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It is specifically designed for deboning poultry, but many people have found the knife to be capable of filleting fish and performing many other tasks as well. The Honesuki has a particular, triangular profile which requires a very specific technique. It should not be used to split poultry or to cut their bones. For these tasks, I recommend the deba.
The Honesuki's ''tanto'' reverse tip design increases tip strength while allowing it to easily pierce skin and make precise cuts in tight spaces such as joints. It is also narrow enough to be able to turn quickly when cutting around and along the bone. The knife is also capable of cutting connective tissue and fat.
Japanese knives are distinguished from others thanks to the quality of the steel used and the know-how of the forge characteristic of the land of the rising sun. Indeed, with more than 800 years of blacksmithing history and transmission of knowledge from generation to generation, the Japanese have developed unparalleled expertise recognized worldwide. Japanese blades are lighter, very balanced, higher hardness, sharper and retain their sharpness longer. Result: a clean cut to alter the texture and flavor of the food as little as possible. A Japanese knife is an indispensable tool for professionals and all people who like to cook in the best possible way.
Unlike factory-made knives, handmade Japanese knives take longer to design. They must go through a series of rigorous steps and strict quality control respecting the forging standards of Japanese cutlery. We encourage the purchase of quality kitchen knives that will do the vast majority of the work in the kitchen to replace the set of knives purchased at a discount. We suggest you watch out for low-priced imitations and always check where the knives come from.
Japanese blades are lighter, very balanced, higher hardness, sharper and retain their sharpness longer. This allows the user greater control of his work tool and a clean cut to alter the texture and flavor of the food as little as possible.
Each Japanese knife is made with a specific purpose in mind. There are types of multi-purpose knives such as the Gyuto which is the equivalent of a chef's knife or the Santoku which translates into: three virtues, a name that well represents its multiplicity. The Sujihiki and the Yanagiba are made for slicing while the Nakiri and the Usuba are specialized for cutting vegetables. Without forgetting the Petty for precision tasks. The list goes on and the possibilities are diverse.
For a first purchase, we recommend the most versatile knife possible, either the Gyuto or the Santoku. The Gyuto is the Japanese chef's knife, it is generally found between 210mm and 240mm of blade. Its versatile profile will allow you to perform 95% of the tasks in the kitchen; both the cut of vegetables and the slice of fish or meat. If you are less comfortable with longer blades, the Santoku with its 165mm to 180mm blade will be your best option. A little more focused on cutting vegetables, the Santoku can also slice small pieces of fish and meat without any problem.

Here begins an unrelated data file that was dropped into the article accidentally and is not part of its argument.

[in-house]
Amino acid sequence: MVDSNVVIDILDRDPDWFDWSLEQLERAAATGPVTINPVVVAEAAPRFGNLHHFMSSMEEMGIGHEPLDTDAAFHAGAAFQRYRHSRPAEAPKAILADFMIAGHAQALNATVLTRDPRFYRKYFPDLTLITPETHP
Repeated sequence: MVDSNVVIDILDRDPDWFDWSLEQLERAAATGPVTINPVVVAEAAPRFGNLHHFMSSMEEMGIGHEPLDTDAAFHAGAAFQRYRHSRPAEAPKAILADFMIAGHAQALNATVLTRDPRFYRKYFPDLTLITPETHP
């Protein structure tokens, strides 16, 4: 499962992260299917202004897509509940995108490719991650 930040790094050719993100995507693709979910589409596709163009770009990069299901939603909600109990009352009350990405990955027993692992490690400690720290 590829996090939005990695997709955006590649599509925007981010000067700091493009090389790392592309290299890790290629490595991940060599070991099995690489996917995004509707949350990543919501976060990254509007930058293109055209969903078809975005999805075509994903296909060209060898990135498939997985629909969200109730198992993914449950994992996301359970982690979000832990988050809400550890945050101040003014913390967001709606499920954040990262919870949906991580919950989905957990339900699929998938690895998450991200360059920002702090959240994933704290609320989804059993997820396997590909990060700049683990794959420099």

We recommend washing the knife well after each use and drying it well by wiping it completely dry. A safe way to store it after use: provide yourself with a magnet holder covered in wood or leather, provide yourself with a wooden Saya for the protection of the blade, have a quality knife case or simply, put it back in its box. Avoid twisting movements with the blade and scraping on the cutting board to move food as this may damage the edge of the blade. Do not cut bones or frozen food, we like to use the following image; if you can break a tooth while biting into food, you can also break the blade of the knife. If your blade is made from stainless steel, it will require extra care and will need to be dried regularly during use to prevent rusting.
It should be noted that there is a difference between sharpening and sharpening a knife. Sharpening aims to refocus the edge of the edge, while honing is used to recreate an edge by removing steel using a whetstone. For sharpening, you can use a ceramic sharpener or a leather strip before or after each use of the knife. We strongly recommend the leather band instead of the ceramic rifle since the latter will tend to damage the knives in the long term. Do not wait until the knife is dull before sharpening it, it would have very little effect. If the blade is dull and no longer cuts, you will need to remove steel to thin it out and recreate the edge by sharpening the knife with a water stone. Sharpening a knife is done daily and only takes a few seconds, while sharpening can take from 30 minutes to 1 hour. We recommend sharpening on a water stone twice a year.
If you do not sharpen yourself, we recommend that you drop off your knives in store to let us take care of them. You can also send us your knives by post via our postal option. We specialize in water stone sharpening, the traditional Japanese technique. We don't limit ourselves to Japanese blades, we sharpen all kitchen knives without discrimination. The deadlines for sharpening or repairing your knives vary according to the traffic and the scope of the task.